There is an Italian word which I am expressly forbidden from using within earshot of Rachele, even in jest. It is the derogratory term which Northern Italians, and in particular Northern separatists, use to refer to Southern Italians, and has various connotations of backwardness. Rachele quite happily describes the use of that word as racist, despite the fact that no-one could, by looking at skin pigmentation or other physical features, reliably distinguish Northern and Southern Italians. There is undoubtedly quite extensive prejudice towards Southerners amongst Northerners in Italy: car number plates, which identify where the number plate was issued, are apparently often changed by Southerners who move to the North because otherwise they risk having their car vandalised, and, even for football fans, the practice of urging on the volcano, which could kill tens of thousands, across the bay from Naples often seen amongst the followers of Northern visiting sides is particularly unpleasant. Southerners, it does have to be said, do reciprocate to some degree: they seem to regard Northerners, who are culturally less Mediterrenean, as not quite authentically Italian, and have a number of recurrent jokes, revolving around either their polenta eating or the fog in the Po Valley. So far as I am aware though, Naples fans don't go to Florence and habitually call for the Arno to flood the centre of the city again.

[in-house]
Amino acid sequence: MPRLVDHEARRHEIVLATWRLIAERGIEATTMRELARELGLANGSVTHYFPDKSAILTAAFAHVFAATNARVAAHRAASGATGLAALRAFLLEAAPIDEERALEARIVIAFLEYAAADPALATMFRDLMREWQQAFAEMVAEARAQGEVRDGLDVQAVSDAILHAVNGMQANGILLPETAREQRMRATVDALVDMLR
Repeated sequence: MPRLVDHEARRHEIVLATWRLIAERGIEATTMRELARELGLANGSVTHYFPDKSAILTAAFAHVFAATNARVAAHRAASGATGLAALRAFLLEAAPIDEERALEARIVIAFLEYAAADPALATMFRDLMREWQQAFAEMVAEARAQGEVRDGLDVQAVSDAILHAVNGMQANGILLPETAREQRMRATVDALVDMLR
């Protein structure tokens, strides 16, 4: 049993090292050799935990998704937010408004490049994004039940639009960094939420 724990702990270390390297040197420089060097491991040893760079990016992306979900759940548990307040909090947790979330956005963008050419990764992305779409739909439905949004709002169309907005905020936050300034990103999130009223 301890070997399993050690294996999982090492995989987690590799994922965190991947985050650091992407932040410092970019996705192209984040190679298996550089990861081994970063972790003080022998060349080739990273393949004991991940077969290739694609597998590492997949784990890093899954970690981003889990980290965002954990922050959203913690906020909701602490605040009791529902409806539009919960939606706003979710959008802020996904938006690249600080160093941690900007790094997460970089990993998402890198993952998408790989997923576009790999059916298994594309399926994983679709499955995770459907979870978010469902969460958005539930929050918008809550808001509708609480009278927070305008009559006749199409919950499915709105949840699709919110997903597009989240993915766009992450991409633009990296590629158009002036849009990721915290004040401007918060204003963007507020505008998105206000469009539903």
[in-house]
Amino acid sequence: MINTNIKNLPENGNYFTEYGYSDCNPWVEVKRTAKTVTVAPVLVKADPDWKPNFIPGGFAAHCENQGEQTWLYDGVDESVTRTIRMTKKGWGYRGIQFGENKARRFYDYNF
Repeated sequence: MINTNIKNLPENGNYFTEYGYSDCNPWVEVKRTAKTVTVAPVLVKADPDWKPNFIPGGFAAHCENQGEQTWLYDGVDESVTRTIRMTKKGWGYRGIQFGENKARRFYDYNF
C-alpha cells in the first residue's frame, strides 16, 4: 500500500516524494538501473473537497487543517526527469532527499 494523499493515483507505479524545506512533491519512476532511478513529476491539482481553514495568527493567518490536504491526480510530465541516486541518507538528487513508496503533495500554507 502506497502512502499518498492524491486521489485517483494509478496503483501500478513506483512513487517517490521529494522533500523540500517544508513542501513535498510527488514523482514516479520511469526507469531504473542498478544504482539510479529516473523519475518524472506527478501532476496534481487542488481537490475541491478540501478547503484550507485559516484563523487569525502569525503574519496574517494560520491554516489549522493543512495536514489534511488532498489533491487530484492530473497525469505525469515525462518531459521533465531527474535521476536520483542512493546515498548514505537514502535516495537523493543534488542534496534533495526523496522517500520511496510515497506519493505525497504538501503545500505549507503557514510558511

Having read Peter Bradshaw's review, I rather suspected that Crash (some spoilers) would be part of a sub-genre of apparently socially conscious films much of whose purpose seems to be the rehabilitation of prejudice under the guise of hard-eyed realism: a kind of replacement of alleged liberal pieties about all just getting along with a set of older claims, rather less holy, if no less sacrosanct to the true believers, about human nature. It's acually a bit better than that, if far from perfect: I think it sees itself as documenting the misunderstandings, the disconnects, that racial prejudice creates, rather than trying to vindicate one group rather than another, even if that even-handedness can look rather like a sin of omission at times. Don Cheadle's opening monologue, claiming that Angelinos, unable to bring themselves into contact with each other more gently, seek open confrontation with each other, certainly indicates that. Ironically, though, I think it itself suffers from a kind of disconnectedness: the encounters of the characters, who seem rather hollow and under-imagined, are too coincidental, didactic and melodramatic to seem naturalistic. Because the characters aren't fully fleshed out, their meetings too obviously manipulated, a sense of ahistoricality, of a lack of context, lingers over the whole film. In a piece which quite clearly trades on its ability to appear to be an accurate depiction of how life in LA actually is, that is damaging in a way it wouldn't be for a more metaphorically minded work.